CHESTERFIELD COUNTY, Va. — Voters in Virginia’s 7th Congressional District flocked to the polling stations Tuesday morning, creating at times long lines at the doors after they opened at 6 a.m. The closely watched race between Republican incumbent Rep. Dave Brat and his Democratic challenger Abigail Spanberger made national headlines as polls showed that the formerly solid conservative district was considered a toss-up.
Interviews with voters at the polling stations on Tuesday morning showed a district deeply divided over President Donald Trump and his administration.
While many Republican voters came out to re-elect Brat, they also wanted to defend the president and his policies. Many praised the nation’s economy under the Trump Administration.
Democratic voters, on the other hand, were enthusiastic about Spanberger and the close race in a traditionally conservative district. They also wanted to show their anger and frustration with President Trump.
In 2014 and 2016, Brat beat his Democratic opponents handily. Brat won the seat in 2014 after staging an upset win in the Republican primary against then-House Majority Leader Eric Cantor, who had held the seat since 2001. The 7th District last elected a Democrat to the U.S. House of Representatives in 1968.
The district stretches all the way across Central Virginia and includes all of Amelia, Culpeper, Goochland, Louisa, Nottoway, Orange and Powhatan as well as parts of Chesterfield, Henrico, and Spotsylvania. The district is a mix or rural and suburban communities. Close attention was being paid on how voters in the western suburbs of Richmond would cast their votes.
The VCU iPadJournos spoke with voters at polling stations in Henrico, Chesterfield, Goochland, and Powhatan counties to ask who they voted for, and why.
Polling station at Manakin Episcopal Church in Chesterfield
Voters from Chesterfield County and neighboring Powhatan County turned out in large numbers to Manakin Episcopal Church on Huguenot Trail to cast their ballots for both Brat and Spanberger. Navigating narrow roads in the darkness of the early morning fog did not stop these voters from turning out in such high numbers that the line stretched out of the door.
“We’ve had a very steady flow,” Manakin’s Chief Officer of Elections Kaylee Green said.
Comparing the morning turnout to the one for 2014 Midterm Election, Green said “it’s definitely been more of a turnout. I feel like both sides know they that need to vote, so we’ve definitely seen an increase in voters.”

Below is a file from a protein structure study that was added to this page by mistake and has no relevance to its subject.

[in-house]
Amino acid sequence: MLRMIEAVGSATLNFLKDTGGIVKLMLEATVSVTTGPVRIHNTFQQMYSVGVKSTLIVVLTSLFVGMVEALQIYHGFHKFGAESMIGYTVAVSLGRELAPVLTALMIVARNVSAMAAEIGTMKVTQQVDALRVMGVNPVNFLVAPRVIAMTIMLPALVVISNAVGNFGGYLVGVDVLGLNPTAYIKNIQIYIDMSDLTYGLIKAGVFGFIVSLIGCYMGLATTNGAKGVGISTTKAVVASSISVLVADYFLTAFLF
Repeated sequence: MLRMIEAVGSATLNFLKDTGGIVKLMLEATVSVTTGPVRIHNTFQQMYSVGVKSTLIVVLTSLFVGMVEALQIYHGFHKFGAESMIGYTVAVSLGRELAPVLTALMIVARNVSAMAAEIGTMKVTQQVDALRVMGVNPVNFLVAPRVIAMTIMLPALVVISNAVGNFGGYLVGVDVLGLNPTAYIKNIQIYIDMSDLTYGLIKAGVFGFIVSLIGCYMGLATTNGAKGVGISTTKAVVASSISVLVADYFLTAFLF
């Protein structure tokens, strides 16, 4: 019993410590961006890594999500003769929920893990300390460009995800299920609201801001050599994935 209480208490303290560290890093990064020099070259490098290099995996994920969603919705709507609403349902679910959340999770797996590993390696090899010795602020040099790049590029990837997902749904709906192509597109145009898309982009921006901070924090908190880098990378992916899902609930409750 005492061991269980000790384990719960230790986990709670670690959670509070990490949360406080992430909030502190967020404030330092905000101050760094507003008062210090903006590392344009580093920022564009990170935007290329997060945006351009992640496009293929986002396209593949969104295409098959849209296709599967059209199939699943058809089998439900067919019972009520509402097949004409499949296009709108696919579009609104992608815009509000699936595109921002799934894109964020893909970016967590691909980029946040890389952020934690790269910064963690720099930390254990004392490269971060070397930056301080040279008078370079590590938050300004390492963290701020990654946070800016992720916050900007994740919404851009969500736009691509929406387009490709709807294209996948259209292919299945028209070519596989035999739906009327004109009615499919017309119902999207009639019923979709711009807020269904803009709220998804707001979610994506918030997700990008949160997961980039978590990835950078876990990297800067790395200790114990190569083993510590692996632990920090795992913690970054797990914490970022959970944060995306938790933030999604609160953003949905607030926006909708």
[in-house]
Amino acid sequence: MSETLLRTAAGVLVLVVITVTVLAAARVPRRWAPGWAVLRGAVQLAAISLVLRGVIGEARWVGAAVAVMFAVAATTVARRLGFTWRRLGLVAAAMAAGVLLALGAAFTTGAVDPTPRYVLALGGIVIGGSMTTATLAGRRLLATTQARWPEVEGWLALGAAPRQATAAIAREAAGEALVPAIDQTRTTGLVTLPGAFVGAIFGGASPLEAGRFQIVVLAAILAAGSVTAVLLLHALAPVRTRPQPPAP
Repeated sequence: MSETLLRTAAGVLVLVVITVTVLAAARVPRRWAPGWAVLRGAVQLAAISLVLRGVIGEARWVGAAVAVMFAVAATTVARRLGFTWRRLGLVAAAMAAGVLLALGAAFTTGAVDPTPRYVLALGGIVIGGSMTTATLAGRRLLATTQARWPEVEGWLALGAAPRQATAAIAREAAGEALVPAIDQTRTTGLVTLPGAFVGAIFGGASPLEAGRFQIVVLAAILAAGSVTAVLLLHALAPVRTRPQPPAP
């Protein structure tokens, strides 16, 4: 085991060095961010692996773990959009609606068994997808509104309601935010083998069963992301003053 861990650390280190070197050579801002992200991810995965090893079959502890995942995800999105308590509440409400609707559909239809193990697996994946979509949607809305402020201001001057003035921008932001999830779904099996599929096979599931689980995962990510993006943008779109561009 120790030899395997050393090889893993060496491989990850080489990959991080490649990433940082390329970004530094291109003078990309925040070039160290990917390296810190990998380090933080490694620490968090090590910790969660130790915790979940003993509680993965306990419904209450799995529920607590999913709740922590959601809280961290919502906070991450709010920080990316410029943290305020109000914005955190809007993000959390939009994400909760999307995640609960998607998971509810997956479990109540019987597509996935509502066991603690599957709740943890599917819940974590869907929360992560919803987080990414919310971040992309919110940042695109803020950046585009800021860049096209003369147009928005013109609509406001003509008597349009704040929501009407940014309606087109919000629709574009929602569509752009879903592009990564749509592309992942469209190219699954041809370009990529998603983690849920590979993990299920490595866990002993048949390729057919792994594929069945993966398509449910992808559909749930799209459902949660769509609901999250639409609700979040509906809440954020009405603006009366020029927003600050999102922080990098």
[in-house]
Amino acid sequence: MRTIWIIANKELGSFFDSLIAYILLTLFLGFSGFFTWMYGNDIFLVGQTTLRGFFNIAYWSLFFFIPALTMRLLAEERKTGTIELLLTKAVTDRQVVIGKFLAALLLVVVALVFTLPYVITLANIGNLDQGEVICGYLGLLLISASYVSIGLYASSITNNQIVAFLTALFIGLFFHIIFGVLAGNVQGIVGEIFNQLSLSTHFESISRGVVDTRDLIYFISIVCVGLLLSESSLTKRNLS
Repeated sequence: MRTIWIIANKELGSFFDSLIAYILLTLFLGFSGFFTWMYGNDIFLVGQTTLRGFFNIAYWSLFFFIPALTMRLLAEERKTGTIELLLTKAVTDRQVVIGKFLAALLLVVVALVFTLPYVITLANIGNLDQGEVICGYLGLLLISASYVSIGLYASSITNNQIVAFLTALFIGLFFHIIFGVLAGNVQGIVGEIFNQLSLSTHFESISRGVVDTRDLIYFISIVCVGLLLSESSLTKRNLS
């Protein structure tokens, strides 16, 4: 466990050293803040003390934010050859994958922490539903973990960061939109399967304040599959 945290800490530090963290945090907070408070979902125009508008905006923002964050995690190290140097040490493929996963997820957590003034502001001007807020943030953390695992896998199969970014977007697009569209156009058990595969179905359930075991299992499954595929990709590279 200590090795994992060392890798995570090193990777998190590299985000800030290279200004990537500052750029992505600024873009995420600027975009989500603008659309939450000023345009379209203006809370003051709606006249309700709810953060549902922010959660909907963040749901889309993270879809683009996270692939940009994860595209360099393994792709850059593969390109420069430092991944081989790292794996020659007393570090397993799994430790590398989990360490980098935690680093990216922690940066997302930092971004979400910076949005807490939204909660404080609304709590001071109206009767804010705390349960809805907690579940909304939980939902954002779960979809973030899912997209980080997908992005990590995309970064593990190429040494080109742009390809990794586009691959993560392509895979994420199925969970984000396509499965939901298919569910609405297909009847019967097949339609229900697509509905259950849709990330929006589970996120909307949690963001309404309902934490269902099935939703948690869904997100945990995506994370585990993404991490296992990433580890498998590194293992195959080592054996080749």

Local representatives and chairs from Democrats and Republicans tried to swing voters their way outside the polling station.
John Kochensparger, the vice chair of the Powhatan County Republican Committee, believed the county would continue to vote along its mostly Republican lines, and support Brat based on what he has accomplished while in office.
“Mr. Brat has gone to Washington and done exactly what he said he would. He’s been part of the fight for lower taxes and fighting budgets,” Kochensparger said.
Kathryn Waycaster, the chair of the Powhatan’s Democratic Committee, criticized the division present in the current political climate and expressed her belief that this atmosphere might be “turning” on Republicans.
“I’ve had Republicans tell me that ‘I’m Republican but I’m going to vote for Abigail,’” Waycaster said. “I think that’s a great indicator but we’ll wait and see what happens tonight.”
William Satchell, an accountant, said he was tired of seeing “immigration and racism and some of our darker impulses be used for political advantage.”
Aimee West based her vote on “the economy” and “the community as a whole,” and believes these to be the most important topics.
Marlene Meade, a community volunteer in Chesterfield, was more adamant of her support of Spanberger.
“I think Abigail is incredibly fit to be a congresswoman for us,” Meade said. “I hope the Democrats can take over Congress so we can have a little checks and balances with the current administration.”
By contrast, Arleen Hardie, a former bank employee, saw her vote for Brat as helping to continue not just the work he’s done in Congress, but the work of the Trump Administration, a sentiment echoed by many voters who voted Republican.
“He’s the best candidate and he’s going to follow Trump, and Trump has been good all of these two years and hopefully for the next eight years,” said Hardie.
Even for those who weren’t driven to the polls by the current political divide, the need to vote was clear.
“I come out every Election Day. Whether there’s issues that motivate me or not, I think it’s my duty as an American citizen to vote,” said Gene Kramolowsky, who voted split-ticket for Kaine and Brat and professed a passion for transparency and honesty.
“Which I think both are lacking, but if i don’t come vote I have no influence on it,” Kramolowsky said.
Read dispatches from other 7th District polling places:
Brat or Spanberger: Who did western Henrico voters choose?
Brat or Spanberger: Who did Goochland voters choose?
Brat or Spanberger: Who did Powhatan voters choose?
Editor’s note: This story was reported by Ben Burstein, George Copeland, Kirby Farineau, and Irena Schunn. These student reporters are part of the “iPadJournos” mobile and social media journalism project, a cooperation between WTVR.com and VCU’s Richard T. Robertson School of Media and Culture.